Homero Zamorano, 46, and Christian Martinez, 28, both of Pasadena, Texas, were indicted on counts of transporting and conspiring to transport migrants illegally resulting in death, and transporting and conspiring to transport migrants illegally resulting in serious injury.
The incident marked the deadliest tragedy ever involving migrants crossing the southern border into the United States.
In sweltering Texas heat, 67 migrants were stuffed into a semitrailer to be taken across the border; 53 of those migrants died from heat and dehydration after the trailer was abandoned near San Antonio on June 27.
“The patients that we saw were hot to the touch, they were suffering from heat stroke, heat exhaustion —no signs of water in the vehicle — it was a refrigerated tractor-trailer but there was no visible working AC unit on that rig,” San Antonio Fire Department Chief Charles Hood said.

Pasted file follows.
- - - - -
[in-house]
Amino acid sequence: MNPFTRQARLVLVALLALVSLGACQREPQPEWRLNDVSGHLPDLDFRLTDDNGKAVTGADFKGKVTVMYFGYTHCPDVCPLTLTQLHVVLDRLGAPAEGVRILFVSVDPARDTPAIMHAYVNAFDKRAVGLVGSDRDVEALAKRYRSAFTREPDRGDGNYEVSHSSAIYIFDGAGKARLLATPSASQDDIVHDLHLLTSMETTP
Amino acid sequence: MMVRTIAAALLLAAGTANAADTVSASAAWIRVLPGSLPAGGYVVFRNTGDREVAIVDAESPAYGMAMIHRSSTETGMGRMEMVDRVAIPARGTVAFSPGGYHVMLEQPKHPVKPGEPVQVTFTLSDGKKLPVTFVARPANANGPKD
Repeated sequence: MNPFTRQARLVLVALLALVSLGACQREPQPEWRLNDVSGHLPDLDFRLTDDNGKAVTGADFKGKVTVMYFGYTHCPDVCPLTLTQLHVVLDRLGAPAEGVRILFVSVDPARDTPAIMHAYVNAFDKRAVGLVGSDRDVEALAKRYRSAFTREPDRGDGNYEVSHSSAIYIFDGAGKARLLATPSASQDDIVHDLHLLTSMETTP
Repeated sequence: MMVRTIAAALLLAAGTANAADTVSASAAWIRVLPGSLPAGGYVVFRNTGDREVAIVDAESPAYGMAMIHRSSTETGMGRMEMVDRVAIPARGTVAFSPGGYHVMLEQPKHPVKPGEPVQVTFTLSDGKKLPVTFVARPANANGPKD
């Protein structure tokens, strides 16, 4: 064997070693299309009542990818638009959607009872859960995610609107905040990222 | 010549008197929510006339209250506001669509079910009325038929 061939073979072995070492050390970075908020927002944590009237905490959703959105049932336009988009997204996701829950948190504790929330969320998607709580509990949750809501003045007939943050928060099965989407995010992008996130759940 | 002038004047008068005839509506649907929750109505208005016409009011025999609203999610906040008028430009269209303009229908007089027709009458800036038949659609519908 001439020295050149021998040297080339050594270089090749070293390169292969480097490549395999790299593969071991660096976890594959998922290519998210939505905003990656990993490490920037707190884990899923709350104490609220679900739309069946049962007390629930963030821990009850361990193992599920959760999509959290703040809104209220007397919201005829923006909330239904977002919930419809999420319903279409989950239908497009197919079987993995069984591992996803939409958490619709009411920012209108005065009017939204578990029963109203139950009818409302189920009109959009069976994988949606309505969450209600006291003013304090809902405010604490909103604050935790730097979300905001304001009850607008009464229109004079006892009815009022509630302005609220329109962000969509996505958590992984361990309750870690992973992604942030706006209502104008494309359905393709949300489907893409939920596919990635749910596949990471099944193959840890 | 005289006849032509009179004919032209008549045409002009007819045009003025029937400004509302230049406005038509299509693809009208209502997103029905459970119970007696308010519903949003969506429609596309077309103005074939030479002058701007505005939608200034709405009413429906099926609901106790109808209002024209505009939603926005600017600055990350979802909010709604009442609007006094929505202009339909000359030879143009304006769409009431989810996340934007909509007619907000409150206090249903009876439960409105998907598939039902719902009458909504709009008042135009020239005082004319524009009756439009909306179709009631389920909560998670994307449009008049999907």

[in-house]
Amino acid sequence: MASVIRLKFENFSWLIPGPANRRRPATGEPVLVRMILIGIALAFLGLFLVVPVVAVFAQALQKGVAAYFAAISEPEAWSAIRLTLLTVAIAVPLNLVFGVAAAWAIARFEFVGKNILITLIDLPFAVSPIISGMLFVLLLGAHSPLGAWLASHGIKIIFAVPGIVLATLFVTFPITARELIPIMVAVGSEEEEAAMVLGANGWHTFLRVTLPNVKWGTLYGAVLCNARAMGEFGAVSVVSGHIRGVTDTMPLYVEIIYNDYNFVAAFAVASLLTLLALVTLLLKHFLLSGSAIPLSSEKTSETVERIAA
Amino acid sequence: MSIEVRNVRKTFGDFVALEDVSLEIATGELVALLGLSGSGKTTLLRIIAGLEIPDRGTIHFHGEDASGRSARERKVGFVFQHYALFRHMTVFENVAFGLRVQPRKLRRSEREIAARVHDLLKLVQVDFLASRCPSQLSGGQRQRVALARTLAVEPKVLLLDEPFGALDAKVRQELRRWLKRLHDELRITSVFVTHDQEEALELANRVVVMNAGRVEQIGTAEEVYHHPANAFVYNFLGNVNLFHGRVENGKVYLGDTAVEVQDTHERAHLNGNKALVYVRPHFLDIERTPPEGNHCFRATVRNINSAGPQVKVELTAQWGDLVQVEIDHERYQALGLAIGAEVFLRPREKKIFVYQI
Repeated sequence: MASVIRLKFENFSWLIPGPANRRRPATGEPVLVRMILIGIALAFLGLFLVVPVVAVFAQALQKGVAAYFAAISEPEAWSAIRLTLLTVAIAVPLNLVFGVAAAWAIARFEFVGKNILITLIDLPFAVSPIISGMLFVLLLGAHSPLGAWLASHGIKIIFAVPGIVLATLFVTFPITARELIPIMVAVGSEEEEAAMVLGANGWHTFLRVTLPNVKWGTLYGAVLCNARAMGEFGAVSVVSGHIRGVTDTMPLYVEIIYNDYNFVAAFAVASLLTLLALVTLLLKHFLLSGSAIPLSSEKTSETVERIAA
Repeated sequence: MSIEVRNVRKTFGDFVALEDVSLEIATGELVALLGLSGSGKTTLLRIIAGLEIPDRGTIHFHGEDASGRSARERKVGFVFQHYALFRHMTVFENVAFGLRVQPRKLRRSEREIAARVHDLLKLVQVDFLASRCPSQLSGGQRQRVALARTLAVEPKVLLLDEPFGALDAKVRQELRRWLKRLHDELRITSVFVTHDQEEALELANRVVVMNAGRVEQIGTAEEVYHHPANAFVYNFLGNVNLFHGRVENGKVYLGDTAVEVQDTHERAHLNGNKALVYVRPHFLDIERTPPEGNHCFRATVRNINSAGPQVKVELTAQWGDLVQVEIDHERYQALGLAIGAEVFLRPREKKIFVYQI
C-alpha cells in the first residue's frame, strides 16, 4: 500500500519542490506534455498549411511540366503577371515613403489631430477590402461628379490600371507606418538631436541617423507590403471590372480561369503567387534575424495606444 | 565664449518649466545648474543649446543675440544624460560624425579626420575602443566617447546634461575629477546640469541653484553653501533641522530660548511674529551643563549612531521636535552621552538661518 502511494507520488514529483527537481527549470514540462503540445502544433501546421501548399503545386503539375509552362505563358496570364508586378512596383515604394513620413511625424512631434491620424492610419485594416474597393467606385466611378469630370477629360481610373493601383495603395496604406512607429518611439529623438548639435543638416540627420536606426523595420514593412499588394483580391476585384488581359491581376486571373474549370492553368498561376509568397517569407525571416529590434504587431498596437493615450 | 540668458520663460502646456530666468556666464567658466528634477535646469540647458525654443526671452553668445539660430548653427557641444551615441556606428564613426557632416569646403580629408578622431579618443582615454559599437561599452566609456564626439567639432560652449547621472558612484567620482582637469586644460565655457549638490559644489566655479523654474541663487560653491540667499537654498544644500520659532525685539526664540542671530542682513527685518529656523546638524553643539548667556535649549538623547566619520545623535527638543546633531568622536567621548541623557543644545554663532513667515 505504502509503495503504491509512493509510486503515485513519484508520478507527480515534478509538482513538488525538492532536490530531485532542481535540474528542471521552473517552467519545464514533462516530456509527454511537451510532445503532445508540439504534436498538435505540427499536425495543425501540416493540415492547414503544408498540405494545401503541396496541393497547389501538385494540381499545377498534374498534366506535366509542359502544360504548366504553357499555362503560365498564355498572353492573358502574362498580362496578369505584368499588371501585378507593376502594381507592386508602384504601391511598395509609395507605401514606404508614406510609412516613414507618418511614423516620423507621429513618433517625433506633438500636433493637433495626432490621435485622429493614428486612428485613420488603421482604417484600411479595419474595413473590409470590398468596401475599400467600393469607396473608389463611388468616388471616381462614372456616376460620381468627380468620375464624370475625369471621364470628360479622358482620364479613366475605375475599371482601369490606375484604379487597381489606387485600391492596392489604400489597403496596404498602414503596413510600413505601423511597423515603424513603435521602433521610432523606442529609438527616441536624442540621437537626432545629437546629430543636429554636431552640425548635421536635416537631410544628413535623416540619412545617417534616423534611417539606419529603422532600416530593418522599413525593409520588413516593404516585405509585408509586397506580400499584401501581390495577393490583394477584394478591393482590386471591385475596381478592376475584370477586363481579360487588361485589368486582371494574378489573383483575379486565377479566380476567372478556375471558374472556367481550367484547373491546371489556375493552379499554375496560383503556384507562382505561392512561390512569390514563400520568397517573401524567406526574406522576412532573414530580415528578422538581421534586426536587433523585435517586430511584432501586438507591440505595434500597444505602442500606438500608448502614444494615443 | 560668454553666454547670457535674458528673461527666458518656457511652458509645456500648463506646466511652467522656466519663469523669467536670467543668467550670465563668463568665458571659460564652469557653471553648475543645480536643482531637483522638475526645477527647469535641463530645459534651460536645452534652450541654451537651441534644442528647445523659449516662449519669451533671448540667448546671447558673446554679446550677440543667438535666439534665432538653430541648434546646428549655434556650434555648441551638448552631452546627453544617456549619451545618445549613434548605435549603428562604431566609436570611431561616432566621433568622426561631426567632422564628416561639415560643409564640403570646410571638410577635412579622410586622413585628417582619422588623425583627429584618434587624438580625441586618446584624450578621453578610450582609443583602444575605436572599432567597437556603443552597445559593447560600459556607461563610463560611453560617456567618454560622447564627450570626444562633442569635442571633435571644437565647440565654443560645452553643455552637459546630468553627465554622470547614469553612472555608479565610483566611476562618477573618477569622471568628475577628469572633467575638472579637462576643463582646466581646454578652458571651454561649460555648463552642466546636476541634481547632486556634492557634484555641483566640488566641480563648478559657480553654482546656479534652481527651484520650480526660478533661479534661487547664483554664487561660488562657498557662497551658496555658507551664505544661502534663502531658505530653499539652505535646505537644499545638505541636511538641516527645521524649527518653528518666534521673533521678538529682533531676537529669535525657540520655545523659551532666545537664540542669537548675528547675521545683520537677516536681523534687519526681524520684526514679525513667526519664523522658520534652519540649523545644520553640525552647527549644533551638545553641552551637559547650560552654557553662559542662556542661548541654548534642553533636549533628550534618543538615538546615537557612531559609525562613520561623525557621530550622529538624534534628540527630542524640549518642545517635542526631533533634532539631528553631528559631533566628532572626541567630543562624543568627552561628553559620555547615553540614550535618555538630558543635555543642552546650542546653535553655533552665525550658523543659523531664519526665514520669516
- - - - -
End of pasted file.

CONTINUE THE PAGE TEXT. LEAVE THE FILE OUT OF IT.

Arriving police officers detained Zamorano after spotting him hiding in some nearby brush, according to a statement from the U.S. Attorney’s Office. A search of Zamorano’s cellphone revealed calls with Martinez concerning the smuggling run.
Surveillance video of the 18-wheeler passing through a Border Patrol checkpoint showed the driver matched Zamorano’s description, according to the indictment. One survivor of the journey, a 20-year-old from Guatemala, told The Associated Press that smugglers had covered the trailer’s floor with what she believes was powdered chicken bouillon, apparently to throw off any dogs at the checkpoint.
Ten of the victims were teenagers, and the dead hailed from Mexico, Honduras, Guatemala and El Salvador.
The Associated Press contributed to this report.